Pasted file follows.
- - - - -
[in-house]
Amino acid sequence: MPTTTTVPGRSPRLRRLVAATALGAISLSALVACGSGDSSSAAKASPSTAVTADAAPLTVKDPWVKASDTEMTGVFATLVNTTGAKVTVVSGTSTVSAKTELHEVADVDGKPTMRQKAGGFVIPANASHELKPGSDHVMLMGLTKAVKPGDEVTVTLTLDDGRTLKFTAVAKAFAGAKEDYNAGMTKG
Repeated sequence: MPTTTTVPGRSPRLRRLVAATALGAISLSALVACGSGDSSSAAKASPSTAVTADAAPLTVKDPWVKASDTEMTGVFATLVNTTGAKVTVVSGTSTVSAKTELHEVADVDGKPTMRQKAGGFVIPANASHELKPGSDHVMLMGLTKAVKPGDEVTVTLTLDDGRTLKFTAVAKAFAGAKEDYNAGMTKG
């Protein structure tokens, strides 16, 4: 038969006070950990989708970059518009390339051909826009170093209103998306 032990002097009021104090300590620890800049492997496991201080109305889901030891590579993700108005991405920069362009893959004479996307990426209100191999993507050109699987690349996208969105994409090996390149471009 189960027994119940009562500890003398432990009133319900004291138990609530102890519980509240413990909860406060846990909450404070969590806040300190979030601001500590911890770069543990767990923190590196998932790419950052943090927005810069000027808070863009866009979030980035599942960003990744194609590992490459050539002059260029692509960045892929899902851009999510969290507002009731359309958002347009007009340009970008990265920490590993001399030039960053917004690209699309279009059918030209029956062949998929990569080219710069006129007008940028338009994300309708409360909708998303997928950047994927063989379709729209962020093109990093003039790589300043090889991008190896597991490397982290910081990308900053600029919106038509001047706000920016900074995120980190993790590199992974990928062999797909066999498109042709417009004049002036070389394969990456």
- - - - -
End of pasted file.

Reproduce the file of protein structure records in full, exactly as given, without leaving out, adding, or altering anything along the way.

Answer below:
[in-house]
Amino acid sequence: MPTTTTVPGRSPRLRRLVAATALGAISLSALVACGSGDSSSAAKASPSTAVTADAAPLTVKDPWVKASDTEMTGVFATLVNTTGAKVTVVSGTSTVSAKTELHEVADVDGKPTMRQKAGGFVIPANASHELKPGSDHVMLMGLTKAVKPGDEVTVTLTLDDGRTLKFTAVAKAFAGAKEDYNAGMTKG
Repeated sequence: MPTTTTVPGRSPRLRRLVAATALGAISLSALVACGSGDSSSAAKASPSTAVTADAAPLTVKDPWVKASDTEMTGVFATLVNTTGAKVTVVSGTSTVSAKTELHEVADVDGKPTMRQKAGGFVIPANASHELKPGSDHVMLMGLTKAVKPGDEVTVTLTLDDGRTLKFTAVAKAFAGAKEDYNAGMTKG
């Protein structure tokens, strides 16, 4: 038969006070950990989708970059518009390339051909826009170093209103998306 032990002097009021104090300590620890800049492997496991201080109305889901030891590579993700108005991405920069362009893959004479996307990426209100191999993507050109699987690349996208969105994409090996390149471009 189960027994119940009562500890003398432990009133319900004291138990609530102890519980509240413990909860406060846990909450404070969590806040300190979030601001500590911890770069543990767990923190590196998932790419950052943090927005810069000027808070863009866009979030980035599942960003990744194609590992490459050539002059260029692509960045892929899902851009999510969290507002009731359309958002347009007009340009970008990265920490590993001399030039960053917004690209699309279009059918030209029956062949998929990569080219710069006129007008940028338009994300309708409360909708998303997928950047994927063989379709729209962020093109990093003039790589300043090889991008190896597991490397982290910081990308900053600029919106038509001047706000920016900074995120980190993790590199992974990928062999797909066999498109042709417009004049002036070389394969990456």